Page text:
Presentation on theme: "Sexuality and Society Week 4 Foucault, Sexuality and the Will to Knowledge."— Presentation transcript:
Sexuality and Society Week 4 Foucault, Sexuality and the Will to Knowledge
Outline Introduction The repressive hypothesis Foucault’s key concepts –Power –Discourse –Body Foucault’s rejection of the repressive hypothesis Strategies in the deployment of sexuality Conclusions
Repressive hypothesis Vol. 1 of Foucault’s History of Sexuality (French title The Will to Knowledge) starts with Foucault’s argument, when he says, ironically, ‘For a long time, the story goes, we supported a Victorian regime, and we continue to be dominated by it even today. Thus the image of the imperial prude is emblazoned on our restrained, mute, and hypocritical sexuality. He spends several pages setting out ‘how the story goes’, I.e the story he will reject, a story of two ‘ruptures’: (1) instilling of repression, silence became the rule (2) repression and silence broken
Foucault is associated with left political and social French intellectual traditions, then later with French post- structuralism. Left Communist Party in 1951 Died of AIDS in 1984
Power Power is a possession Power stems from and is based in a central source Power is mainly repressive in its aims and effects Power not a ‘zero-sum game’ Power is produced - exercised- at every moment and at every site. Power is not mainly repressive -- power is ‘polymorphous’: both negative and positive (productive)
Discourse The proliferation of discourses constructing sexuality is an aspect of power. ‘Discourse: an accumulation of written and spoken knowledges Discursive formation: a body of knowledge (e.g. sociology, sexology, psychoanalysis) Knowledge does not ‘discover’ unknowns but produces new realities through constructing them through new discourses.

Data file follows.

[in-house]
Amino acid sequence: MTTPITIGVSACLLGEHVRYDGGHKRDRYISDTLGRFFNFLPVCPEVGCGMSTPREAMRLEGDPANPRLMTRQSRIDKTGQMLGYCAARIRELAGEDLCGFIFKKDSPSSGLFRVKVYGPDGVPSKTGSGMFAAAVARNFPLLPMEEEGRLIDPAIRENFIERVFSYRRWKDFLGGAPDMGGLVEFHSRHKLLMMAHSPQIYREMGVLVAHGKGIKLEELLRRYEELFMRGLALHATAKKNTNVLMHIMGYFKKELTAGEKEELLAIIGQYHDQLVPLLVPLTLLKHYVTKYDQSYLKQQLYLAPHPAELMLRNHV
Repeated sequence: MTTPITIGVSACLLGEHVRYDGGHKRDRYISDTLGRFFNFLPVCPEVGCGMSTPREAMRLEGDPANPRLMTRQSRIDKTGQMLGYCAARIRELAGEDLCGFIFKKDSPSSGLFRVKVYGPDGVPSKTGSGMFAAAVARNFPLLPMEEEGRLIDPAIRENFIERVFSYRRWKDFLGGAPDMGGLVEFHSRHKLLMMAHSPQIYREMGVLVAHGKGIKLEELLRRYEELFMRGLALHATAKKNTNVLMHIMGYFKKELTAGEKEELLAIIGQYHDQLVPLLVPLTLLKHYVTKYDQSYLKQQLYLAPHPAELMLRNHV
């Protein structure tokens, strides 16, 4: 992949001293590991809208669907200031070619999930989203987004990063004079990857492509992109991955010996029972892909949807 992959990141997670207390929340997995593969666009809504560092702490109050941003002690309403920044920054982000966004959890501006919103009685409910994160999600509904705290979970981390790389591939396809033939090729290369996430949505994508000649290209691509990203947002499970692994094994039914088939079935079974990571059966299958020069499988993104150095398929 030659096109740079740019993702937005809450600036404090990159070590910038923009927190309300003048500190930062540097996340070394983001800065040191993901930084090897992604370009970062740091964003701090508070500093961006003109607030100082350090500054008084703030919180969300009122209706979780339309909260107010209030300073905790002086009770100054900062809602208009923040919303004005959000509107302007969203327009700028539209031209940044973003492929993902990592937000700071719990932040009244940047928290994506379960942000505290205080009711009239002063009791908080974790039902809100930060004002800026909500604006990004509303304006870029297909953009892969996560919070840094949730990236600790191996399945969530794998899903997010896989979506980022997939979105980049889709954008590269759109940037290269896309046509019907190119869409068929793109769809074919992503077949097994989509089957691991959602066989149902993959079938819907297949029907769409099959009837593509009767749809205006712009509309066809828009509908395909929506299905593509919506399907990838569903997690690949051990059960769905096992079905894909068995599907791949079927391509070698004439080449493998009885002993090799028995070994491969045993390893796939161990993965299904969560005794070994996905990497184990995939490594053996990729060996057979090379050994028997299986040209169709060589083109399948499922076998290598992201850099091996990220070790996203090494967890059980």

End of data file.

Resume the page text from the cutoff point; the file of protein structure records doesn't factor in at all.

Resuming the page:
Body The body is the meeting point between the social and the individual, so it has become a key focus of expert discourses. Power gains access to the body (and therefore the individual) through inculcating self- surveillance and discipline. In History of Sexuality Vol.1 Foucault is concerned with the body as it is framed by expert discourses (discursively framed bodies) not the body we experience ‘from the inside’.
Rejection of the repressive hypothesis The Victorians engaged in a ‘banning of words’ to maintain respectability. But rather than silencing or repressing sexuality, it become the ‘noisiest of discourses’; it was made central to medical knowledge, social organisation and the operation of power.
4 key strategies for the deployment of sexuality whereby new targets of power were created through discourse A hystericization of the woman’s body (the hysterical woman) A pedagogization of children’s sex (the masturbating child) A socialization of procreative power (the Malthusian reproductive couple A psychiatrization of perverse pleasures (the perverse adult, for instance ‘the homosexual’)
Foucault’s radical contribution to the study of sexuality is, according to some commentators, such as Jeffrey Weeks, not so much in the answers he offers but the questions he asks. Weeks writes that ‘The fundamental question, as posed by Foucault, is how is it that in our society sex is seen not just as a means of biological reproduction nor a source of harmless pleasure, but, on the contrary, has come to be seen as the central part of our being, the privileged site in which the truth of ourselves is to be found.’
Other responses to Foucault, e.g. feminist scholars Some reject his theory of power (McKinnon, Harstock), men dominate women, taking power away from women, physical violence is central, not patriarchal discourse. But increasingly some feminist scholars appropriate Foucault’s concept of power (Carol Smart, Susan Bordo, Sandra Lee Bartky), especially the relation between power and expert discourses (law, medicine), consent, and self-surveillance Appropriate but stress what is missing: Agree with feminist critics that Foucault ignores gender- e.g.his conception of the body is not a gendered body Also missing is the interaction between persons: ‘It is almost as if Foucault depicts individuals in relation to discourse but not in relation to each other; the interaction between people in bed, in sexual abuse, on the street, does not seem to be there’ (Vikki Bell, Interrogating Incest,1994, P. 27)